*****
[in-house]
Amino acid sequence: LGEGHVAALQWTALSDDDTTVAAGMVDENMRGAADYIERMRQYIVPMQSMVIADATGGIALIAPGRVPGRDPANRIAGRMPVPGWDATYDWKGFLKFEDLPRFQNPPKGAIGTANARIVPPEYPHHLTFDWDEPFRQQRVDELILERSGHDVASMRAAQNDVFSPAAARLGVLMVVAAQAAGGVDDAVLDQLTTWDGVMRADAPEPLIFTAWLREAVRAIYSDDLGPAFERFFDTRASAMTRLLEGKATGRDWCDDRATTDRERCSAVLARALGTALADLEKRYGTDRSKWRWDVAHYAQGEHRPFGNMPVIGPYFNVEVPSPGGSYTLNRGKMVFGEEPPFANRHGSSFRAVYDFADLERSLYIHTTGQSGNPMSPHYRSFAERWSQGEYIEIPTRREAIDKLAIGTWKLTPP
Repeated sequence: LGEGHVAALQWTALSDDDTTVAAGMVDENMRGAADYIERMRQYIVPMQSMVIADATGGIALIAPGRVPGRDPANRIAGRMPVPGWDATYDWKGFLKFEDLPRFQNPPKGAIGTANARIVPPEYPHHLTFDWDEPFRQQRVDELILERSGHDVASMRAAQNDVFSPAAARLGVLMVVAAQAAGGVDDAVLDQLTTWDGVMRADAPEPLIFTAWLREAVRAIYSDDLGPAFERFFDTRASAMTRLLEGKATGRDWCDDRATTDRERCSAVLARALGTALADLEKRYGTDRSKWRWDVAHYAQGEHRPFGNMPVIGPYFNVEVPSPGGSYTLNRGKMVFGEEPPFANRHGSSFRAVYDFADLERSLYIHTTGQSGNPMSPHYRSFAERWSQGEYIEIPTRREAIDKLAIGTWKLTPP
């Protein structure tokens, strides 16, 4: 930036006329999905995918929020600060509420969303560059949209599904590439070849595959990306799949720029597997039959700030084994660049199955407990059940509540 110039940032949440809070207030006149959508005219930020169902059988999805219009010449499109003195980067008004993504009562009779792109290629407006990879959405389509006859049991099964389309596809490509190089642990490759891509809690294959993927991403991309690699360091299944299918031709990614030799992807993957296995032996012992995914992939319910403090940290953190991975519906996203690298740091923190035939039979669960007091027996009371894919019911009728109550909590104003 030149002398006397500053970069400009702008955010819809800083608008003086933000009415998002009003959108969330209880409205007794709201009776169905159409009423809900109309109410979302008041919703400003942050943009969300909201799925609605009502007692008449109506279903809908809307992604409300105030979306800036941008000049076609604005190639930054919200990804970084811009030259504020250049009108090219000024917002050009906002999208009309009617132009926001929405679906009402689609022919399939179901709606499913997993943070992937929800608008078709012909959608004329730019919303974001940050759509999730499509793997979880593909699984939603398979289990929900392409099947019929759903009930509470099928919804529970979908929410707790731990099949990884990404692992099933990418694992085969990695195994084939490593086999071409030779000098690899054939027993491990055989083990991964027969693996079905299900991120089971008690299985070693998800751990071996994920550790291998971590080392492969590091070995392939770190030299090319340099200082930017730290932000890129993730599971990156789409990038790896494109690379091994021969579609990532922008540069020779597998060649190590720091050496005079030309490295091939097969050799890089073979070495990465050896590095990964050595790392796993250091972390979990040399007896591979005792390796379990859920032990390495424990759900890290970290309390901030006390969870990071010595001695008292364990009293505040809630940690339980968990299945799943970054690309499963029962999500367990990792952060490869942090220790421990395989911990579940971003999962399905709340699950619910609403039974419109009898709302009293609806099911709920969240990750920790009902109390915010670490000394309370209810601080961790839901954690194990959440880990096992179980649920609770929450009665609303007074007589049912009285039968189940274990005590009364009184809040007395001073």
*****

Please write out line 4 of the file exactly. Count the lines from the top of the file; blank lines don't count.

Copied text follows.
């Protein structure tokens, strides 16, 4: 930036006329999905995918929020600060509420969303560059949209599904590439070849595959990306799949720029597997039959700030084994660049199955407990059940509540 110039940032949440809070207030006149959508005219930020169902059988999805219009010449499109003195980067008004993504009562009779792109290629407006990879959405389509006859049991099964389309596809490509190089642990490759891509809690294959993927991403991309690699360091299944299918031709990614030799992807993957296995032996012992995914992939319910403090940290953190991975519906996203690298740091923190035939039979669960007091027996009371894919019911009728109550909590104003 030149002398006397500053970069400009702008955010819809800083608008003086933000009415998002009003959108969330209880409205007794709201009776169905159409009423809900109309109410979302008041919703400003942050943009969300909201799925609605009502007692008449109506279903809908809307992604409300105030979306800036941008000049076609604005190639930054919200990804970084811009030259504020250049009108090219000024917002050009906002999208009309009617132009926001929405679906009402689609022919399939179901709606499913997993943070992937929800608008078709012909959608004329730019919303974001940050759509999730499509793997979880593909699984939603398979289990929900392409099947019929759903009930509470099928919804529970979908929410707790731990099949990884990404692992099933990418694992085969990695195994084939490593086999071409030779000098690899054939027993491990055989083990991964027969693996079905299900991120089971008690299985070693998800751990071996994920550790291998971590080392492969590091070995392939770190030299090319340099200082930017730290932000890129993730599971990156789409990038790896494109690379091994021969579609990532922008540069020779597998060649190590720091050496005079030309490295091939097969050799890089073979070495990465050896590095990964050595790392796993250091972390979990040399007896591979005792390796379990859920032990390495424990759900890290970290309390901030006390969870990071010595001695008292364990009293505040809630940690339980968990299945799943970054690309499963029962999500367990990792952060490869942090220790421990395989911990579940971003999962399905709340699950619910609403039974419109009898709302009293609806099911709920969240990750920790009902109390915010670490000394309370209810601080961790839901954690194990959440880990096992179980649920609770929450009665609303007074007589049912009285039968189940274990005590009364009184809040007395001073």